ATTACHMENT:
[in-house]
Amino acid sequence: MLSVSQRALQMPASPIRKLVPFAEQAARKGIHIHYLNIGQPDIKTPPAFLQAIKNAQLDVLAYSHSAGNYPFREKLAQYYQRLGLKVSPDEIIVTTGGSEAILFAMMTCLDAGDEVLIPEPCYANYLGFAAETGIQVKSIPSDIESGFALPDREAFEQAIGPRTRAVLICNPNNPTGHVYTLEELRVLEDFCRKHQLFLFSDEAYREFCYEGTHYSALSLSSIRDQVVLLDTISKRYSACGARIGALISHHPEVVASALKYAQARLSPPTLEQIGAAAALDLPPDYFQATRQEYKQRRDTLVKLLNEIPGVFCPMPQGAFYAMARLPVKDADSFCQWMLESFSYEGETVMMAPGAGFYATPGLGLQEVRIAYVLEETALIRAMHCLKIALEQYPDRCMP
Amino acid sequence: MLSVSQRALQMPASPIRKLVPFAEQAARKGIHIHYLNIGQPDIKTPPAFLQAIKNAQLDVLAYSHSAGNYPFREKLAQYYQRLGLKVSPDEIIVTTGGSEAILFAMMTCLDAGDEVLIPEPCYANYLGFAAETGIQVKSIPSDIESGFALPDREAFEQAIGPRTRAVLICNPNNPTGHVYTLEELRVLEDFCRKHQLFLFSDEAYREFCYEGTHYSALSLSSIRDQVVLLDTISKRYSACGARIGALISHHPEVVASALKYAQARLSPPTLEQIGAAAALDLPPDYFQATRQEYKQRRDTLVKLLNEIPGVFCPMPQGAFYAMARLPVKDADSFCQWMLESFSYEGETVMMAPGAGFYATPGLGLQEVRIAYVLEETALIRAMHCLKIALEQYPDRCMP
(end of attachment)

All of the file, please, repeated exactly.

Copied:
[in-house]
Amino acid sequence: MLSVSQRALQMPASPIRKLVPFAEQAARKGIHIHYLNIGQPDIKTPPAFLQAIKNAQLDVLAYSHSAGNYPFREKLAQYYQRLGLKVSPDEIIVTTGGSEAILFAMMTCLDAGDEVLIPEPCYANYLGFAAETGIQVKSIPSDIESGFALPDREAFEQAIGPRTRAVLICNPNNPTGHVYTLEELRVLEDFCRKHQLFLFSDEAYREFCYEGTHYSALSLSSIRDQVVLLDTISKRYSACGARIGALISHHPEVVASALKYAQARLSPPTLEQIGAAAALDLPPDYFQATRQEYKQRRDTLVKLLNEIPGVFCPMPQGAFYAMARLPVKDADSFCQWMLESFSYEGETVMMAPGAGFYATPGLGLQEVRIAYVLEETALIRAMHCLKIALEQYPDRCMP
Amino acid sequence: MLSVSQRALQMPASPIRKLVPFAEQAARKGIHIHYLNIGQPDIKTPPAFLQAIKNAQLDVLAYSHSAGNYPFREKLAQYYQRLGLKVSPDEIIVTTGGSEAILFAMMTCLDAGDEVLIPEPCYANYLGFAAETGIQVKSIPSDIESGFALPDREAFEQAIGPRTRAVLICNPNNPTGHVYTLEELRVLEDFCRKHQLFLFSDEAYREFCYEGTHYSALSLSSIRDQVVLLDTISKRYSACGARIGALISHHPEVVASALKYAQARLSPPTLEQIGAAAALDLPPDYFQATRQEYKQRRDTLVKLLNEIPGVFCPMPQGAFYAMARLPVKDADSFCQWMLESFSYEGETVMMAPGAGFYATPGLGLQEVRIAYVLEETALIRAMHCLKIALEQYPDRCMP